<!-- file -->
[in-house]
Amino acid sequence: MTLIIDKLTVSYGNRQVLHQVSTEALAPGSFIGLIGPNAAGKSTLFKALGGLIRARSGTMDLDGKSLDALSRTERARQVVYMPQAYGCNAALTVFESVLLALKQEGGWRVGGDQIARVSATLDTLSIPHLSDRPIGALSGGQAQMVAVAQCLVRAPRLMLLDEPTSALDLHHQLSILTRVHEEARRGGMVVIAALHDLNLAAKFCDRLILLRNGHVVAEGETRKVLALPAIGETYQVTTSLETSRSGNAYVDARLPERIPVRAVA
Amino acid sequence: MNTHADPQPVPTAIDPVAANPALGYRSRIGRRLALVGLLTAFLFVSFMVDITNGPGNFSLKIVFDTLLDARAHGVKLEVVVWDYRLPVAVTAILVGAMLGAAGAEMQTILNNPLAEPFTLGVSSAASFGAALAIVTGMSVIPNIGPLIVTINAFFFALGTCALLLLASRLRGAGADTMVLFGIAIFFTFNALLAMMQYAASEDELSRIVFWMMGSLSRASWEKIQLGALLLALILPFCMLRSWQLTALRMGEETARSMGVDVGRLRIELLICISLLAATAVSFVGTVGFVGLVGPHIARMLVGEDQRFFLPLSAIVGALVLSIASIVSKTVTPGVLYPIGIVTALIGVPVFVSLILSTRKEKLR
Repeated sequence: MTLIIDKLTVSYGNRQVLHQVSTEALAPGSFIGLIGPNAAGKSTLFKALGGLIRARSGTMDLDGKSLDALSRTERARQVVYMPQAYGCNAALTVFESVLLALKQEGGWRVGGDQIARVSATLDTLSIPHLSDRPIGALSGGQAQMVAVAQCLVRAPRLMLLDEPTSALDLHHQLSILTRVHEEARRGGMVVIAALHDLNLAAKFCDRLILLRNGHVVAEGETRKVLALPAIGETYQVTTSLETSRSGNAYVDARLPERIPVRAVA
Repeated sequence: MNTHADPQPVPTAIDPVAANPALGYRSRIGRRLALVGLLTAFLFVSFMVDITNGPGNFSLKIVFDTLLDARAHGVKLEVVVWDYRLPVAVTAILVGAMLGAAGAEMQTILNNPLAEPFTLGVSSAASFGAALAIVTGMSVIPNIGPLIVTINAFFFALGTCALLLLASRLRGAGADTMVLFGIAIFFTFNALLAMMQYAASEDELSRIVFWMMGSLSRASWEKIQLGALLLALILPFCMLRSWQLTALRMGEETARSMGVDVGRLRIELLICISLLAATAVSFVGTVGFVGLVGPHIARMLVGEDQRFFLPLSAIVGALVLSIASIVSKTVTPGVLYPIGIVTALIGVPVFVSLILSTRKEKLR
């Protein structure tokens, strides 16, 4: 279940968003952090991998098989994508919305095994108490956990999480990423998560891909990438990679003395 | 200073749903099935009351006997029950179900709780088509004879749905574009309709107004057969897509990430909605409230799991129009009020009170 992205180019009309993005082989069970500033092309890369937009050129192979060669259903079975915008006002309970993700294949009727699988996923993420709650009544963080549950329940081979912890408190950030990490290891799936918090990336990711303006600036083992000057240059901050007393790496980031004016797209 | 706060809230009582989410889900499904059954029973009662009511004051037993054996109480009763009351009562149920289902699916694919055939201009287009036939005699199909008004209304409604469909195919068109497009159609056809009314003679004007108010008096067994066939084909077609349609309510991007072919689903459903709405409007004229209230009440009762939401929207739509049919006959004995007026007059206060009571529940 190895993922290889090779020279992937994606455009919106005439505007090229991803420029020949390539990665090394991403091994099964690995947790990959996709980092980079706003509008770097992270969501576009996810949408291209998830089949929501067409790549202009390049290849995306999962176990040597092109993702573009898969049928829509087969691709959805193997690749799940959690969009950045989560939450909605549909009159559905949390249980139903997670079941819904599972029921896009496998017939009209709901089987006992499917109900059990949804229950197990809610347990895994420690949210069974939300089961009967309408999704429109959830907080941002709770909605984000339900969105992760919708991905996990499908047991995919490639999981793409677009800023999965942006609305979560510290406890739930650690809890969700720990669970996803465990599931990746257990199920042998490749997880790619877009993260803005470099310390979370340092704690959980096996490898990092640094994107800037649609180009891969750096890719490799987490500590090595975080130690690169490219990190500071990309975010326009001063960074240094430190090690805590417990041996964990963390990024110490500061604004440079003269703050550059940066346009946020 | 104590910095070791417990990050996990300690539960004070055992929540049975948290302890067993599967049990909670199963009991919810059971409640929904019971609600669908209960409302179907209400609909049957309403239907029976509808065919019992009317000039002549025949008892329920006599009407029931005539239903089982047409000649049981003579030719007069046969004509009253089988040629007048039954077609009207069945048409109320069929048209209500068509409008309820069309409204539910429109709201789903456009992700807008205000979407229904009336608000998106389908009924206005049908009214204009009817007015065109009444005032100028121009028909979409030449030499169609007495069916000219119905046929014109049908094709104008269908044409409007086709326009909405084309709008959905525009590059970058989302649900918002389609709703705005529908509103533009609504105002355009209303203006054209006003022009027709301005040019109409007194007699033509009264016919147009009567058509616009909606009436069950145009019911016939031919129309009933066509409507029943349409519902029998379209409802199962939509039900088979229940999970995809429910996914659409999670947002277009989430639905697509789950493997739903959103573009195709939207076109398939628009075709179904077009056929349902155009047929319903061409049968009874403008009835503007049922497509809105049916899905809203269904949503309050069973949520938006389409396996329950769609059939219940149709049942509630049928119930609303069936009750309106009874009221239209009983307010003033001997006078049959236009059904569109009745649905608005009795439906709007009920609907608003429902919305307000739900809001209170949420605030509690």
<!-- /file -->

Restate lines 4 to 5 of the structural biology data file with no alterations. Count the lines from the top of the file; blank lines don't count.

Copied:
Repeated sequence: MTLIIDKLTVSYGNRQVLHQVSTEALAPGSFIGLIGPNAAGKSTLFKALGGLIRARSGTMDLDGKSLDALSRTERARQVVYMPQAYGCNAALTVFESVLLALKQEGGWRVGGDQIARVSATLDTLSIPHLSDRPIGALSGGQAQMVAVAQCLVRAPRLMLLDEPTSALDLHHQLSILTRVHEEARRGGMVVIAALHDLNLAAKFCDRLILLRNGHVVAEGETRKVLALPAIGETYQVTTSLETSRSGNAYVDARLPERIPVRAVA
Repeated sequence: MNTHADPQPVPTAIDPVAANPALGYRSRIGRRLALVGLLTAFLFVSFMVDITNGPGNFSLKIVFDTLLDARAHGVKLEVVVWDYRLPVAVTAILVGAMLGAAGAEMQTILNNPLAEPFTLGVSSAASFGAALAIVTGMSVIPNIGPLIVTINAFFFALGTCALLLLASRLRGAGADTMVLFGIAIFFTFNALLAMMQYAASEDELSRIVFWMMGSLSRASWEKIQLGALLLALILPFCMLRSWQLTALRMGEETARSMGVDVGRLRIELLICISLLAATAVSFVGTVGFVGLVGPHIARMLVGEDQRFFLPLSAIVGALVLSIASIVSKTVTPGVLYPIGIVTALIGVPVFVSLILSTRKEKLR